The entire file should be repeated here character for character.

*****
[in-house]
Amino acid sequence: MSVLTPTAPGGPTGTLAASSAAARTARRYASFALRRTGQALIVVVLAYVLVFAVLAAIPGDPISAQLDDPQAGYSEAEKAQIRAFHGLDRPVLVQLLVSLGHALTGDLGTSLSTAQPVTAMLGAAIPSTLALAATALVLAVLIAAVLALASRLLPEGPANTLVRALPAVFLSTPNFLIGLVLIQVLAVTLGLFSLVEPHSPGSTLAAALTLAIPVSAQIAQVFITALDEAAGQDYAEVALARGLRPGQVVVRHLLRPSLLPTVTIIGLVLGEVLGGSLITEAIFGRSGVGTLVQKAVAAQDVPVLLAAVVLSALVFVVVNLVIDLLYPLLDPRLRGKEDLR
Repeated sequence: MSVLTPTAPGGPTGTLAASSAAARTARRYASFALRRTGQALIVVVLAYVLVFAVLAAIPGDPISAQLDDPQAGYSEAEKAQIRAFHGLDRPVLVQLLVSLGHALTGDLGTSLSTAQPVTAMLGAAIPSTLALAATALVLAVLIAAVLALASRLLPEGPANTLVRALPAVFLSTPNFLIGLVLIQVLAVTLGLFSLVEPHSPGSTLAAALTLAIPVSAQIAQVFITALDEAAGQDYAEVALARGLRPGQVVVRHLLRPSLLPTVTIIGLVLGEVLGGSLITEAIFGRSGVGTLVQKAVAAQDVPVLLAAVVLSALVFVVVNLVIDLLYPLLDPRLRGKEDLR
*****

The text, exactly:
[in-house]
Amino acid sequence: MSVLTPTAPGGPTGTLAASSAAARTARRYASFALRRTGQALIVVVLAYVLVFAVLAAIPGDPISAQLDDPQAGYSEAEKAQIRAFHGLDRPVLVQLLVSLGHALTGDLGTSLSTAQPVTAMLGAAIPSTLALAATALVLAVLIAAVLALASRLLPEGPANTLVRALPAVFLSTPNFLIGLVLIQVLAVTLGLFSLVEPHSPGSTLAAALTLAIPVSAQIAQVFITALDEAAGQDYAEVALARGLRPGQVVVRHLLRPSLLPTVTIIGLVLGEVLGGSLITEAIFGRSGVGTLVQKAVAAQDVPVLLAAVVLSALVFVVVNLVIDLLYPLLDPRLRGKEDLR
Repeated sequence: MSVLTPTAPGGPTGTLAASSAAARTARRYASFALRRTGQALIVVVLAYVLVFAVLAAIPGDPISAQLDDPQAGYSEAEKAQIRAFHGLDRPVLVQLLVSLGHALTGDLGTSLSTAQPVTAMLGAAIPSTLALAATALVLAVLIAAVLALASRLLPEGPANTLVRALPAVFLSTPNFLIGLVLIQVLAVTLGLFSLVEPHSPGSTLAAALTLAIPVSAQIAQVFITALDEAAGQDYAEVALARGLRPGQVVVRHLLRPSLLPTVTIIGLVLGEVLGGSLITEAIFGRSGVGTLVQKAVAAQDVPVLLAAVVLSALVFVVVNLVIDLLYPLLDPRLRGKEDLR